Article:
Witnesses: Broken F.D.A. puts public at risk

by Jay Sjerven
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WASHINGTON — A battery of witnesses on Jan. 29 testified before a congressional committee asserting the Food and Drug Administration lacked the resources and capacity to ensure the safety of the nation’s food and drug supply and that as a result the American public has been put at risk.

The hearing was convened by the House Committee on Energy and Commerce’s subcommittee on oversight and investigation under the chairmanship of Representative Bart Stupak of Michigan.

Five of the witnesses presenting testimony were members of a subcommittee of the F.D.A. Science Board established at the direction of Commissioner Andrew C. von Eschenbach in December 2006 to identify scientific and technological capacities the F.D.A. requires to fully support its core functions. The subcommittee’s findings were presented in its report, "F.D.A. Science and Mission at Risk," in December 2007.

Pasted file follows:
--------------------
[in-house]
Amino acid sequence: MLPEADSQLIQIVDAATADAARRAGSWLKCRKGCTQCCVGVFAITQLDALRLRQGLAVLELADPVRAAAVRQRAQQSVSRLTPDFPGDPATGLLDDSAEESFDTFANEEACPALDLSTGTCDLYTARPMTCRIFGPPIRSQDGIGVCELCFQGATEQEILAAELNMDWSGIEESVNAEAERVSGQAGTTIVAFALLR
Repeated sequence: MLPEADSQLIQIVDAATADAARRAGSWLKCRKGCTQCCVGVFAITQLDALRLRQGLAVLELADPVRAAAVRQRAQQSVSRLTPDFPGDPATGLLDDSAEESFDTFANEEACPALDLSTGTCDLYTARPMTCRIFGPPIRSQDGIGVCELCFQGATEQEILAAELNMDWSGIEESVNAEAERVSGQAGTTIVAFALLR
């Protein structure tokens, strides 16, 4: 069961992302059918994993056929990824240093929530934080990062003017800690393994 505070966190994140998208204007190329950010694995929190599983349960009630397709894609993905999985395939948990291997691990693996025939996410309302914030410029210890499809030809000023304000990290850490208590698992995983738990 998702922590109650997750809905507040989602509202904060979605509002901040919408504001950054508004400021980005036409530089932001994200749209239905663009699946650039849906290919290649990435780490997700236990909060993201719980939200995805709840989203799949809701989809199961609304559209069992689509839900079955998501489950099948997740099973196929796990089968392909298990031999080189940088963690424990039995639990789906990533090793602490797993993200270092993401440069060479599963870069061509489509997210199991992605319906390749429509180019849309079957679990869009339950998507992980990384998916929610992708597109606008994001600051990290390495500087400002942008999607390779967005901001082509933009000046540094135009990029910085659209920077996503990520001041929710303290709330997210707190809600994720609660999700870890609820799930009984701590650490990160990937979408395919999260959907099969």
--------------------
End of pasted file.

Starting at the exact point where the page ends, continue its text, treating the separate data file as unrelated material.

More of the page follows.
Dr. Gail H. Cassell, vice-president, scientific affairs, Eli Lilly and Co., Indianapolis, who is a member of the F.D.A. Science Board and was chairperson of the board’s subcommittee, said, "What we found is quite simply, demands of F.D.A. have soared over the past two decades. Resources have not."

Ms. Cassell summarized her subcommittee’s principal findings, stating, "The F.D.A. cannot fulfill its mission because its scientific base has eroded and its scientific organization structure is weak. There is a fire-fighting regulatory posture instead of pursuing a culture of proactive regulatory science, especially related to food safety. Consequently, the nation’s food supply is at risk. The F.D.A. cannot fulfill its mission because its scientific workforce does not have sufficient capacity or capability. The F.D.A. cannot fulfill its mission because its information technology infrastructure is sorely inadequate. It is problematic at best and at worst it is dangerous."